Looking at Art in MoCA with Quinn B. and Mara D. (Courtesy/Jasmine E.)
Columbus Academy hosts a Chicago Art trip every four years, giving upper school studio art, photography, and ceramics students the opportunity to explore the Windy City’s cultural arts. This year, I was one of fifty students who participated in three jam-packed days during which we traversed Chicago’s art museums, historical art sites, and art galleries.
This trip will be one of my favorite high school memories. I encourage future art students to consider going to the 2026 event. If you are curious about the experience, here’s my rundown:
On Saturday, March 4 at 5:30 a.m., we departed from school to begin the seven-hour drive to the city. Upon arrival, we explored the renowned museums on the University of Chicago’s campus: The Smart Museum of Art and the Oriental Institute.
We first visited the Smart Museum, where two exhibits were on display:
The exhibits Not All Realisms and The Metropol Drama were on display at the Smart Museum. Taken from the museum’s website, Not All Realisms “addresses photography in the context of Africa’s long 1960’s—amid resistance, revolution, new nationalist and transnational movements, and the stuff of daily life therein” while The Metropol Drama “proposes another way of looking at our aesthetic, economic, and emotional history—an amalgam we call ‘cosmopolitanism.’” Though small in size, the Smart Museum’s pieces were vast in quantity and rich in meaning.
After lunch in the university’s dining hall, we visited the Oriental Institute, the school’s interdisciplinary research center for ancient Near Eastern studies and archaeology museum. Featured were eight exhibits with artifacts from Mesopotamia to ancient Turkey. My favorite display was the Egyptian gallery, featuring a colossal statue of King Tutankhamun that dated to 1334 BC as well as the mummy and coffin of Meresamun from sometime between 946-715 BC.
Hungry for food after a busy afternoon, we went to Lou Malnati’s for Chicago’s famous deep dish pizza. After pizza, salad, pasta, and dessert, we attended artist workshops featuring different niche art forms. In my group, we learned how to screen-print onto clothing.
The following morning, I woke up excited for the trip’s main events: visiting Millennium Park and the Art Institute of Chicago. We started with about a half-mile walk from our hotel to the Congress Plaza and Millennium Park. I took pictures in front of the Cloud Gate, better known as “The Bean,” and walked around the park.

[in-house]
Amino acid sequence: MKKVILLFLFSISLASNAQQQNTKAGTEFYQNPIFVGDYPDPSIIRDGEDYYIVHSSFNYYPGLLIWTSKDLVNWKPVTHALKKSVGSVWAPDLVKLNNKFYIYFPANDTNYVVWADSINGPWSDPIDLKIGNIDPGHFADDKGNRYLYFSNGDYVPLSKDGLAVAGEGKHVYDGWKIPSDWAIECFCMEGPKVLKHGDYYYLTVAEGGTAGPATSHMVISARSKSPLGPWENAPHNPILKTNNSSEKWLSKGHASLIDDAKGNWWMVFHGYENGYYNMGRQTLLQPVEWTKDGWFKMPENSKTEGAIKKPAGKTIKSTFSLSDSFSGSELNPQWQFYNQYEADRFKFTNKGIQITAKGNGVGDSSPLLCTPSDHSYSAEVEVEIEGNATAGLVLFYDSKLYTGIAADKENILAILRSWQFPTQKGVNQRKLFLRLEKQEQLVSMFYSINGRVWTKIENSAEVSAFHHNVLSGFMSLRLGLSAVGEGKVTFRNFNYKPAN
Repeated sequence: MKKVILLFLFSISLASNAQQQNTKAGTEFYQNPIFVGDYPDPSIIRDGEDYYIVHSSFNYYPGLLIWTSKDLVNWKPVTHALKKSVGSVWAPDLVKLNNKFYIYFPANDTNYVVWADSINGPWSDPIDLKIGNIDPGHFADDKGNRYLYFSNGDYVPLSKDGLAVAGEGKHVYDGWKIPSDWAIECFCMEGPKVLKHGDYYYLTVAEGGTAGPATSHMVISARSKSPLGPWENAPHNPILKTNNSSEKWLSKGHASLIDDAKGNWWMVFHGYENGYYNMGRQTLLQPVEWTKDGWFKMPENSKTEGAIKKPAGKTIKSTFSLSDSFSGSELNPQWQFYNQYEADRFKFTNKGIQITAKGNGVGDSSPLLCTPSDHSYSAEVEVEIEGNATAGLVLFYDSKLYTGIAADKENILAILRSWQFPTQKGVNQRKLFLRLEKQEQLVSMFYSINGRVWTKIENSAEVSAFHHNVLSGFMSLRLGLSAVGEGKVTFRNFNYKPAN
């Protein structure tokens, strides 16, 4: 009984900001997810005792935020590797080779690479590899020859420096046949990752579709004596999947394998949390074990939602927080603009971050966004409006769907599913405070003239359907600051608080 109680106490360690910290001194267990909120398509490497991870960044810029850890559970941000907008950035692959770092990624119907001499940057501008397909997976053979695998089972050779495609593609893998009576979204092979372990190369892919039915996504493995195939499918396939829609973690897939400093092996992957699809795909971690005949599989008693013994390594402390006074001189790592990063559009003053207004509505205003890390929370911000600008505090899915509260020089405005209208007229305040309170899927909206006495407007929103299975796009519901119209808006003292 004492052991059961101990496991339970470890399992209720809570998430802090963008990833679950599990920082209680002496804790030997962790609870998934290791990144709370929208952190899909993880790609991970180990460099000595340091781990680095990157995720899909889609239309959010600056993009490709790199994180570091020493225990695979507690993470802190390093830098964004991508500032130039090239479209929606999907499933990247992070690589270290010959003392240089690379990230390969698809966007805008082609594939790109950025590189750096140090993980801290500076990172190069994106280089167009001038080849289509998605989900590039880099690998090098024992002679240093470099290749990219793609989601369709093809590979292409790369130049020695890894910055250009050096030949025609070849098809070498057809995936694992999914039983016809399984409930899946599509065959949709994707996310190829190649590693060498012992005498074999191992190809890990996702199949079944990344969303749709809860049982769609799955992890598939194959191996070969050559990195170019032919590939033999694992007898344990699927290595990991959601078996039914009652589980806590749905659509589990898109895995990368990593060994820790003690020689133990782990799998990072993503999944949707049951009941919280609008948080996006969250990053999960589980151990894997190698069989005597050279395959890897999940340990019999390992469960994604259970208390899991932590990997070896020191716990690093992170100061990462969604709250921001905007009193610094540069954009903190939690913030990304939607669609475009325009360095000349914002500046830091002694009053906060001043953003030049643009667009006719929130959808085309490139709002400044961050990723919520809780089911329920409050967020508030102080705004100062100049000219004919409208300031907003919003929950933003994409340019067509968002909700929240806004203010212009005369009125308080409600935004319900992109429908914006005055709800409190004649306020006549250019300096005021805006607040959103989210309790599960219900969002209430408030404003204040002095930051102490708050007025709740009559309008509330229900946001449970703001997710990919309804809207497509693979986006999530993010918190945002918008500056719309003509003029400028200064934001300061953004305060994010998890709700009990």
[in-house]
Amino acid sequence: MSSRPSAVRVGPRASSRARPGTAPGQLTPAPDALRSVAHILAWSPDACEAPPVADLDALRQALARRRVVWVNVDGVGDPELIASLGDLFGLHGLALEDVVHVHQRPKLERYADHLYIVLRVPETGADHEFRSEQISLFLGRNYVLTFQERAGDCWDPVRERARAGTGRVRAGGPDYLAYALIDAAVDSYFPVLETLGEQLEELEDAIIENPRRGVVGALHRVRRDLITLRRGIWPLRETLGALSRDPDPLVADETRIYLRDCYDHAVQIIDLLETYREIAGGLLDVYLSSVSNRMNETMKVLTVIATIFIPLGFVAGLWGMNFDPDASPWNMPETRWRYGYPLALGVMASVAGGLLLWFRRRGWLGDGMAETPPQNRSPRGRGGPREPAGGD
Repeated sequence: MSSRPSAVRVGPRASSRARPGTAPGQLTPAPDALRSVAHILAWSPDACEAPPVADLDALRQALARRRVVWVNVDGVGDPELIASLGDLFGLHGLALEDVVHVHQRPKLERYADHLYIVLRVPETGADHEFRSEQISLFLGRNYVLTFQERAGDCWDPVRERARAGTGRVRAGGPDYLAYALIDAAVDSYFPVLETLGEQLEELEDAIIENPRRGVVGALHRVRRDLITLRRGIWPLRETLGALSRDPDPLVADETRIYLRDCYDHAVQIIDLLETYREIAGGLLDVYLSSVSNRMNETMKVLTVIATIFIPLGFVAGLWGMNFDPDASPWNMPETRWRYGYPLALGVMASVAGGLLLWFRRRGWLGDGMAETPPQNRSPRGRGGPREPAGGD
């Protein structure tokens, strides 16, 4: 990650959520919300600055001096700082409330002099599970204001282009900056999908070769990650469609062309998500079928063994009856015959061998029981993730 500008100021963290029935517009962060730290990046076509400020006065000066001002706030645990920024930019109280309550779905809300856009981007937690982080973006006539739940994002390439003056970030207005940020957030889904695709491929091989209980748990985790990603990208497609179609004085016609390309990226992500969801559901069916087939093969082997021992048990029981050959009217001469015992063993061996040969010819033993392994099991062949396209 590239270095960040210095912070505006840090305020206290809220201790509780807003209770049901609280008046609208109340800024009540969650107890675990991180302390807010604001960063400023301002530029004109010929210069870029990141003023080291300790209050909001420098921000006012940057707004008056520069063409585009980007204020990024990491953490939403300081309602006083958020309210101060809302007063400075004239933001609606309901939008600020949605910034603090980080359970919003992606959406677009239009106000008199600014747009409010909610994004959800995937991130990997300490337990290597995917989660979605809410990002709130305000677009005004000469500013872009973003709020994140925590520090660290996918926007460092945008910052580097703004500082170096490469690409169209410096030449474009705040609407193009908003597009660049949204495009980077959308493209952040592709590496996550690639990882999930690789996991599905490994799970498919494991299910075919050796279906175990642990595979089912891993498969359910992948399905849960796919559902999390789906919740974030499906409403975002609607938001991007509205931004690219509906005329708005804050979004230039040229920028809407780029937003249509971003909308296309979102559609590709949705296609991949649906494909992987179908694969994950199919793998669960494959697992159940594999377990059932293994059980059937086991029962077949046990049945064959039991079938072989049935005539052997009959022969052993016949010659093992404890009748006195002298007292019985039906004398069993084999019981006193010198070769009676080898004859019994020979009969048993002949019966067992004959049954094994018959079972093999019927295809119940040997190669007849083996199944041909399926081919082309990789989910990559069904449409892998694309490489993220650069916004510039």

Next, we visited the Chicago Cultural Center and the Museum of Contemporary Art (MoCA), all before noon. On the second floor of MoCA, an exhibit titled Chicago Works by Gregory Bae caught my eye. Bae’s exhibition depicts everyday objects looping, stuttering, or failing, such as a tire spinning in place on a treadmill. As noted on MoCA’s website, “time, distance, and desire are inextricably linked within [Bae’s] work, in which twin impulses—to expand time and to overcome distance—are informed by feelings of longing.” This exhibition made me search for meaning beyond the surface of each work.
At 1:30 p.m., we arrived at the Art Institute of Chicago, my favorite part of the weekend. We had over three hours to explore the museum, but I could have spent all day looking at the Institute’s near-300,000 works of art. Some highlights included forty-seven Claude Monet paintings and drawings, Jackson Pollack’s Greyed Rainbow and Georges Seurat’s best-known painting for its excellence in pointillism, A Sunday on La Grande Jatte.
We stopped by The Fireplace Inn for dinner before walking to The Second City, a comedy theater, for an improv titled Do The Right Thing, No Worries If Not. I had low expectations going into the show, but it was one of the most jaw-dropping experiences I have ever had. The performers brought a new meaning to the word creativity, and I left the theater gasping for air from laughing so hard.
On our last day, we visited the Agora Statues in Grant Park and then went to the Museum of Contemporary Photography (MoCP), which was challenging because recognizing the deeper meanings behind artistic photographs was something I had not studied.
To top off our adventure, we toured the Robie House, often cited as the best example of the prairie style of architecture. Built in the early 1900s, Frank Lloyd Wright’s blending of interior and exterior spaces through a soft filtration of light inspired many architects across the world.
This trip increased my love for creativity and artistry, and I will remember it for years to come.